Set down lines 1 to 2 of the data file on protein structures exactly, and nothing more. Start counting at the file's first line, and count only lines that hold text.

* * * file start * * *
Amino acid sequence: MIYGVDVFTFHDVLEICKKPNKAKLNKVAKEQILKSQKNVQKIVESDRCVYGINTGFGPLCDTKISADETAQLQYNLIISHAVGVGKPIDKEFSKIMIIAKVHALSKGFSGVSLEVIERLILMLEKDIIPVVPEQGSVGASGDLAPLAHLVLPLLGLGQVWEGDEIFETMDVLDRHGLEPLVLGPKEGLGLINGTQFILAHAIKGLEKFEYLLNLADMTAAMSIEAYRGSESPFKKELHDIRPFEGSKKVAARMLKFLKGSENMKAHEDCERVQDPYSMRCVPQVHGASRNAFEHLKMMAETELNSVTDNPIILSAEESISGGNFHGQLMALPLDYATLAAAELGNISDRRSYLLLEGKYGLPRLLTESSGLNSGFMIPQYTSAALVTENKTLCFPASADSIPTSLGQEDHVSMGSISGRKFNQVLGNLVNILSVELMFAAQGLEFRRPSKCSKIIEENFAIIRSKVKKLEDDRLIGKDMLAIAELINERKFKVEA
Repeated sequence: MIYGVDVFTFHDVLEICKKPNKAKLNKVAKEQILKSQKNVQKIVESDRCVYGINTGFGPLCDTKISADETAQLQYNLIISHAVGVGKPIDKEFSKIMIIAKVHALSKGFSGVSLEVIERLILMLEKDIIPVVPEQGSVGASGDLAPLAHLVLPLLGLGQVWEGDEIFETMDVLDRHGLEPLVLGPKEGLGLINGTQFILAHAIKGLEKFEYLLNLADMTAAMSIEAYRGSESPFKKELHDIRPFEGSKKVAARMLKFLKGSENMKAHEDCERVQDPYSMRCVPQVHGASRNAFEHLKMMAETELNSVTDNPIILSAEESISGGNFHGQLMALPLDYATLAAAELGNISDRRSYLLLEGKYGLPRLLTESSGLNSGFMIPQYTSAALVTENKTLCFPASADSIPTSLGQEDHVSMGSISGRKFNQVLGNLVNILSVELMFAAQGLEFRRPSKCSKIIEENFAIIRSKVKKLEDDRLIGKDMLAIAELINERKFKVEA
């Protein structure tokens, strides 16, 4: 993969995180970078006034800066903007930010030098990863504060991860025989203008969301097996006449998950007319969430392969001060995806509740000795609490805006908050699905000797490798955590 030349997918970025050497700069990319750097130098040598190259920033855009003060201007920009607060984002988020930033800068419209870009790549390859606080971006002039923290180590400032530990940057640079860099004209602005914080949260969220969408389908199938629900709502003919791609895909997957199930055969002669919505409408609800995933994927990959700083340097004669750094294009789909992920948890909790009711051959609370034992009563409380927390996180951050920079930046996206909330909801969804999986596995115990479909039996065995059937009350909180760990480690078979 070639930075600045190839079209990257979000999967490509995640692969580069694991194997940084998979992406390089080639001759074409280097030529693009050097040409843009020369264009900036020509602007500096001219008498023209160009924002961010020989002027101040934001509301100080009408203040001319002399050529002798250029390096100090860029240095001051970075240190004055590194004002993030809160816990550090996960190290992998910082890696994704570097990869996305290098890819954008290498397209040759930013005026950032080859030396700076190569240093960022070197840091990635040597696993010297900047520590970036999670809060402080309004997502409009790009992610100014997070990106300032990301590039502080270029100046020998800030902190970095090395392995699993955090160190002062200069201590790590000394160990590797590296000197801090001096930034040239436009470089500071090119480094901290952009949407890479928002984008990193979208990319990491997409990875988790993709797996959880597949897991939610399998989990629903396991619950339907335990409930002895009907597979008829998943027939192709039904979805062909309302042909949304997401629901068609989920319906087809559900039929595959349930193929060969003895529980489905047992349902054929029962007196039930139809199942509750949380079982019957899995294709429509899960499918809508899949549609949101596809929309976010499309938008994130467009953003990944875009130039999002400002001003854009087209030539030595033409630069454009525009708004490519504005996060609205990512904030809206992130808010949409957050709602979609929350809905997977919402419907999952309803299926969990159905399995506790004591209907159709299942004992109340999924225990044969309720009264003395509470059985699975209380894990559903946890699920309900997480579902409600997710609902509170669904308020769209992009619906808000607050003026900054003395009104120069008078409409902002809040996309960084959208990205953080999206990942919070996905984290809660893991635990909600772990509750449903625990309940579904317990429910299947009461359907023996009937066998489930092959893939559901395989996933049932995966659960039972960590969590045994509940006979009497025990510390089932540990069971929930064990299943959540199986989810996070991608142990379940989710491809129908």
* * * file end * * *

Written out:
Amino acid sequence: MIYGVDVFTFHDVLEICKKPNKAKLNKVAKEQILKSQKNVQKIVESDRCVYGINTGFGPLCDTKISADETAQLQYNLIISHAVGVGKPIDKEFSKIMIIAKVHALSKGFSGVSLEVIERLILMLEKDIIPVVPEQGSVGASGDLAPLAHLVLPLLGLGQVWEGDEIFETMDVLDRHGLEPLVLGPKEGLGLINGTQFILAHAIKGLEKFEYLLNLADMTAAMSIEAYRGSESPFKKELHDIRPFEGSKKVAARMLKFLKGSENMKAHEDCERVQDPYSMRCVPQVHGASRNAFEHLKMMAETELNSVTDNPIILSAEESISGGNFHGQLMALPLDYATLAAAELGNISDRRSYLLLEGKYGLPRLLTESSGLNSGFMIPQYTSAALVTENKTLCFPASADSIPTSLGQEDHVSMGSISGRKFNQVLGNLVNILSVELMFAAQGLEFRRPSKCSKIIEENFAIIRSKVKKLEDDRLIGKDMLAIAELINERKFKVEA
Repeated sequence: MIYGVDVFTFHDVLEICKKPNKAKLNKVAKEQILKSQKNVQKIVESDRCVYGINTGFGPLCDTKISADETAQLQYNLIISHAVGVGKPIDKEFSKIMIIAKVHALSKGFSGVSLEVIERLILMLEKDIIPVVPEQGSVGASGDLAPLAHLVLPLLGLGQVWEGDEIFETMDVLDRHGLEPLVLGPKEGLGLINGTQFILAHAIKGLEKFEYLLNLADMTAAMSIEAYRGSESPFKKELHDIRPFEGSKKVAARMLKFLKGSENMKAHEDCERVQDPYSMRCVPQVHGASRNAFEHLKMMAETELNSVTDNPIILSAEESISGGNFHGQLMALPLDYATLAAAELGNISDRRSYLLLEGKYGLPRLLTESSGLNSGFMIPQYTSAALVTENKTLCFPASADSIPTSLGQEDHVSMGSISGRKFNQVLGNLVNILSVELMFAAQGLEFRRPSKCSKIIEENFAIIRSKVKKLEDDRLIGKDMLAIAELINERKFKVEA